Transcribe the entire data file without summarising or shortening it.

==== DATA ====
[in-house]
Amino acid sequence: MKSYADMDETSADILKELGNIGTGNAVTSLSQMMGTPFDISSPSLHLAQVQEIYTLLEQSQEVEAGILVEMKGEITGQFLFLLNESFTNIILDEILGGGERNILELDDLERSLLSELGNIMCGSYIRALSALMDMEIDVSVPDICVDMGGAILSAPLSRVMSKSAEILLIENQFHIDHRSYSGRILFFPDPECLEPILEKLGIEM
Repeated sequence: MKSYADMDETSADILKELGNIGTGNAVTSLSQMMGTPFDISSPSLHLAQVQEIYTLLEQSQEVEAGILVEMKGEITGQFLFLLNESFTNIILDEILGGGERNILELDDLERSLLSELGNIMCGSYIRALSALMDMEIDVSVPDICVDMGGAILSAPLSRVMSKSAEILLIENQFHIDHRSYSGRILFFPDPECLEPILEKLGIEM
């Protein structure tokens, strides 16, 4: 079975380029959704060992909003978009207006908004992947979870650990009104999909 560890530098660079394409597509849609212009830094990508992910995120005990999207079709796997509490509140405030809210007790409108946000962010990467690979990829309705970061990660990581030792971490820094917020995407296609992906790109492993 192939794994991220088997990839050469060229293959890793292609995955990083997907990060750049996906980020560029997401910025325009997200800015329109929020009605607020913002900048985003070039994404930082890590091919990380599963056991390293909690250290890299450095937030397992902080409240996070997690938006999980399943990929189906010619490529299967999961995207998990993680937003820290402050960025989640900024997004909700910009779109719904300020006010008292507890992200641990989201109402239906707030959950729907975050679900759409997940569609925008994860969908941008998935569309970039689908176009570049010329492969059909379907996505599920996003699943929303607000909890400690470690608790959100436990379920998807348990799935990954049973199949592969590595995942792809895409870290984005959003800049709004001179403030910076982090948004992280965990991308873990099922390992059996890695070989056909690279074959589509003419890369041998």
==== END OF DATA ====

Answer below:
[in-house]
Amino acid sequence: MKSYADMDETSADILKELGNIGTGNAVTSLSQMMGTPFDISSPSLHLAQVQEIYTLLEQSQEVEAGILVEMKGEITGQFLFLLNESFTNIILDEILGGGERNILELDDLERSLLSELGNIMCGSYIRALSALMDMEIDVSVPDICVDMGGAILSAPLSRVMSKSAEILLIENQFHIDHRSYSGRILFFPDPECLEPILEKLGIEM
Repeated sequence: MKSYADMDETSADILKELGNIGTGNAVTSLSQMMGTPFDISSPSLHLAQVQEIYTLLEQSQEVEAGILVEMKGEITGQFLFLLNESFTNIILDEILGGGERNILELDDLERSLLSELGNIMCGSYIRALSALMDMEIDVSVPDICVDMGGAILSAPLSRVMSKSAEILLIENQFHIDHRSYSGRILFFPDPECLEPILEKLGIEM
């Protein structure tokens, strides 16, 4: 079975380029959704060992909003978009207006908004992947979870650990009104999909 560890530098660079394409597509849609212009830094990508992910995120005990999207079709796997509490509140405030809210007790409108946000962010990467690979990829309705970061990660990581030792971490820094917020995407296609992906790109492993 192939794994991220088997990839050469060229293959890793292609995955990083997907990060750049996906980020560029997401910025325009997200800015329109929020009605607020913002900048985003070039994404930082890590091919990380599963056991390293909690250290890299450095937030397992902080409240996070997690938006999980399943990929189906010619490529299967999961995207998990993680937003820290402050960025989640900024997004909700910009779109719904300020006010008292507890992200641990989201109402239906707030959950729907975050679900759409997940569609925008994860969908941008998935569309970039689908176009570049010329492969059909379907996505599920996003699943929303607000909890400690470690608790959100436990379920998807348990799935990954049973199949592969590595995942792809895409870290984005959003800049709004001179403030910076982090948004992280965990991308873990099922390992059996890695070989056909690279074959589509003419890369041998």